Like countless other women who cherish improvement in the situation of women in the United States and throughout the world, I was initially quick to embrace feminism as the best way to secure our "rights" and our dignity as persons. Like countless others, I was seriously misled.
AS a retired professor of English who now and again returns to teaching, I am aware that the work I try to do with my students has less and less in common with what is going on in adjacent classrooms. I regret being out of step, but it is too late to break the habits of a lifetime, and in any case I cannot believe that they are bad habits.
Can one be both Catholic and feminist? Many of us these days are asking the question, sometimes with considerable anguish. The real question, however, is why is this a question at all. Why do so many of us see the relations between Catholicism and feminists as problematic?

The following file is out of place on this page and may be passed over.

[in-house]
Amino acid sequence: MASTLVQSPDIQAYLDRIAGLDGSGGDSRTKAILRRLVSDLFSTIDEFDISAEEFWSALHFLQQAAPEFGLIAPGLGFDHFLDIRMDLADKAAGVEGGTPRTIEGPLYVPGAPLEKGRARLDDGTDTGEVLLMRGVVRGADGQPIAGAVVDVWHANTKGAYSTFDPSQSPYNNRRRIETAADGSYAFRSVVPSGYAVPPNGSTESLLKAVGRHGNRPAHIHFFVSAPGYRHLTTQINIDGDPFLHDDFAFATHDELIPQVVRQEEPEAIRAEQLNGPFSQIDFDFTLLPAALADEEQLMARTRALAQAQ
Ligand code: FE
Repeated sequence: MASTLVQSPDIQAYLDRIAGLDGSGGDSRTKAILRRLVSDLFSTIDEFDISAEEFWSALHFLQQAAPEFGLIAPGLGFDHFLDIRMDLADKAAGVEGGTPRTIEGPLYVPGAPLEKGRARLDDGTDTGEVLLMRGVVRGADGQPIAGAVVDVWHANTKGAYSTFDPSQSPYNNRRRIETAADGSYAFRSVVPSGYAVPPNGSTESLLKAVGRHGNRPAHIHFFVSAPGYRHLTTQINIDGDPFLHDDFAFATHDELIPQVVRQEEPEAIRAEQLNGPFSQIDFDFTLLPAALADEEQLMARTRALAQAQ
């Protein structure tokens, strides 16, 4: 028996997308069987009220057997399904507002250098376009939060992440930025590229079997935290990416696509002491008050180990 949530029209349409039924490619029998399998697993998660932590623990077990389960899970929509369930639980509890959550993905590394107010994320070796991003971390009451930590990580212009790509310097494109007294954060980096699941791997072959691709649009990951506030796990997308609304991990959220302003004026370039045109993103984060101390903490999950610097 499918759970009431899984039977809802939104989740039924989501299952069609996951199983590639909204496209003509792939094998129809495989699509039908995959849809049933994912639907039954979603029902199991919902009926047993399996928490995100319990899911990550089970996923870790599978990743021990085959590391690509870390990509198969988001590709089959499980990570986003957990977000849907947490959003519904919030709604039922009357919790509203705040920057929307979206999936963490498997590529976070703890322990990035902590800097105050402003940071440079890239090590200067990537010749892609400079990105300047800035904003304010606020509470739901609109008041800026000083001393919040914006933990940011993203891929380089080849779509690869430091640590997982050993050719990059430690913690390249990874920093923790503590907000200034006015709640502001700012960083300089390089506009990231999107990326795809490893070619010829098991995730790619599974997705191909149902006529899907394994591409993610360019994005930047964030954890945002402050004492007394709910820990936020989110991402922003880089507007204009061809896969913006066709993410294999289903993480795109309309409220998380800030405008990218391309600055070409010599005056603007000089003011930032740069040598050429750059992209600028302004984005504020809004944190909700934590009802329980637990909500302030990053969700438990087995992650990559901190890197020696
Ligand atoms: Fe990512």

From these women and men comes the really bad news for the feminist movement: The overwhelming majority of American women perceive feminism as irrelevant. In their view, feminism is not talking about the women's issues that most concern them and it is not writing a compelling story about women's lives. Worse, it is not writing a convincing story about our world.
Harvard law professor Mary Ann Glendon led the Vatican delegation to the UN Beijing Conference on Women in 1995. She soon discovered that the working document in Beijing contained defects which corresponded closely to the defects of 1970s' feminism.